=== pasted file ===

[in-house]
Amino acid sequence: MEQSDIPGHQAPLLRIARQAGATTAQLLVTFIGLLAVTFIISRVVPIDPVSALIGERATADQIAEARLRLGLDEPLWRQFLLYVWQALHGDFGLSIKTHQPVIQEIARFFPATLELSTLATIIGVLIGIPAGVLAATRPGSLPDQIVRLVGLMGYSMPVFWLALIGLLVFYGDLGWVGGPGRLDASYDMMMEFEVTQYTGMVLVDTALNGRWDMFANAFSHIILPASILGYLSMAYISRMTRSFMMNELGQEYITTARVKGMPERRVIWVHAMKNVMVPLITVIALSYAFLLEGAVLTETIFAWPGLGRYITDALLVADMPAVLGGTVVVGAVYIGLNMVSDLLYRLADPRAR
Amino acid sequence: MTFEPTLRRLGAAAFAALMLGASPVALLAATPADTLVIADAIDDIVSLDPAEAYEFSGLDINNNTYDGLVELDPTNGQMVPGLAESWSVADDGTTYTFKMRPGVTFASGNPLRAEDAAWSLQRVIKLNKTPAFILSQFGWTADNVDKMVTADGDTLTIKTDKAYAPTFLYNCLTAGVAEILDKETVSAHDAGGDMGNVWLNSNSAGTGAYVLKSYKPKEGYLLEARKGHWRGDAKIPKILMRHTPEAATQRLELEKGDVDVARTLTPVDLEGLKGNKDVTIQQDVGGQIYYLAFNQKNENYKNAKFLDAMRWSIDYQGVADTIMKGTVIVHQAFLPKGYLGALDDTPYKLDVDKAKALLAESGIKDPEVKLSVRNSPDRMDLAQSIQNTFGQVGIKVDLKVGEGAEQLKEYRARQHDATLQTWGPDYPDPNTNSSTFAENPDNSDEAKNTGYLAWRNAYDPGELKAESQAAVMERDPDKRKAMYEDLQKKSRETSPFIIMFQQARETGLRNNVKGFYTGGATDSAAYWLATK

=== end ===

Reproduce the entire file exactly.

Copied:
[in-house]
Amino acid sequence: MEQSDIPGHQAPLLRIARQAGATTAQLLVTFIGLLAVTFIISRVVPIDPVSALIGERATADQIAEARLRLGLDEPLWRQFLLYVWQALHGDFGLSIKTHQPVIQEIARFFPATLELSTLATIIGVLIGIPAGVLAATRPGSLPDQIVRLVGLMGYSMPVFWLALIGLLVFYGDLGWVGGPGRLDASYDMMMEFEVTQYTGMVLVDTALNGRWDMFANAFSHIILPASILGYLSMAYISRMTRSFMMNELGQEYITTARVKGMPERRVIWVHAMKNVMVPLITVIALSYAFLLEGAVLTETIFAWPGLGRYITDALLVADMPAVLGGTVVVGAVYIGLNMVSDLLYRLADPRAR
Amino acid sequence: MTFEPTLRRLGAAAFAALMLGASPVALLAATPADTLVIADAIDDIVSLDPAEAYEFSGLDINNNTYDGLVELDPTNGQMVPGLAESWSVADDGTTYTFKMRPGVTFASGNPLRAEDAAWSLQRVIKLNKTPAFILSQFGWTADNVDKMVTADGDTLTIKTDKAYAPTFLYNCLTAGVAEILDKETVSAHDAGGDMGNVWLNSNSAGTGAYVLKSYKPKEGYLLEARKGHWRGDAKIPKILMRHTPEAATQRLELEKGDVDVARTLTPVDLEGLKGNKDVTIQQDVGGQIYYLAFNQKNENYKNAKFLDAMRWSIDYQGVADTIMKGTVIVHQAFLPKGYLGALDDTPYKLDVDKAKALLAESGIKDPEVKLSVRNSPDRMDLAQSIQNTFGQVGIKVDLKVGEGAEQLKEYRARQHDATLQTWGPDYPDPNTNSSTFAENPDNSDEAKNTGYLAWRNAYDPGELKAESQAAVMERDPDKRKAMYEDLQKKSRETSPFIIMFQQARETGLRNNVKGFYTGGATDSAAYWLATK